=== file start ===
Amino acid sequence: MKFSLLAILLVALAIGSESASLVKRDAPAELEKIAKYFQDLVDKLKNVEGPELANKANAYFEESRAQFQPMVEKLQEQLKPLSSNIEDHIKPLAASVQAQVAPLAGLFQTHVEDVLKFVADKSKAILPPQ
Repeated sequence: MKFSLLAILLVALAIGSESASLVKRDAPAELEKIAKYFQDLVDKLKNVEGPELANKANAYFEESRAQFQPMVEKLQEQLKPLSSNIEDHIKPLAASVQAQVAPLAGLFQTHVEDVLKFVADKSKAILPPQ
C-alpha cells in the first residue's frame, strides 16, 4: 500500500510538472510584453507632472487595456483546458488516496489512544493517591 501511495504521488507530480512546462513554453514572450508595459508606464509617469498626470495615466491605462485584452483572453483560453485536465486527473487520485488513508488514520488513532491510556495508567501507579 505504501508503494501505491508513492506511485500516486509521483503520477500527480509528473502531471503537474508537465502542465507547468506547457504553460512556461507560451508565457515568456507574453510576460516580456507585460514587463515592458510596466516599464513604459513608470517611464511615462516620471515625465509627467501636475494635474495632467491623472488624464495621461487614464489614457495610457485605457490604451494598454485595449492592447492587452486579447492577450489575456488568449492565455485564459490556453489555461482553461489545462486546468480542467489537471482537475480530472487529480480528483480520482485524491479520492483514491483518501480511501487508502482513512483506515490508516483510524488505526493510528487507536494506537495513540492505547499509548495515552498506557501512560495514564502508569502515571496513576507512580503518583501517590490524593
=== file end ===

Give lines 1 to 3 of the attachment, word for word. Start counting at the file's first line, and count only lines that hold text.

Amino acid sequence: MKFSLLAILLVALAIGSESASLVKRDAPAELEKIAKYFQDLVDKLKNVEGPELANKANAYFEESRAQFQPMVEKLQEQLKPLSSNIEDHIKPLAASVQAQVAPLAGLFQTHVEDVLKFVADKSKAILPPQ
Repeated sequence: MKFSLLAILLVALAIGSESASLVKRDAPAELEKIAKYFQDLVDKLKNVEGPELANKANAYFEESRAQFQPMVEKLQEQLKPLSSNIEDHIKPLAASVQAQVAPLAGLFQTHVEDVLKFVADKSKAILPPQ
C-alpha cells in the first residue's frame, strides 16, 4: 500500500510538472510584453507632472487595456483546458488516496489512544493517591 501511495504521488507530480512546462513554453514572450508595459508606464509617469498626470495615466491605462485584452483572453483560453485536465486527473487520485488513508488514520488513532491510556495508567501507579 505504501508503494501505491508513492506511485500516486509521483503520477500527480509528473502531471503537474508537465502542465507547468506547457504553460512556461507560451508565457515568456507574453510576460516580456507585460514587463515592458510596466516599464513604459513608470517611464511615462516620471515625465509627467501636475494635474495632467491623472488624464495621461487614464489614457495610457485605457490604451494598454485595449492592447492587452486579447492577450489575456488568449492565455485564459490556453489555461482553461489545462486546468480542467489537471482537475480530472487529480480528483480520482485524491479520492483514491483518501480511501487508502482513512483506515490508516483510524488505526493510528487507536494506537495513540492505547499509548495515552498506557501512560495514564502508569502515571496513576507512580503518583501517590490524593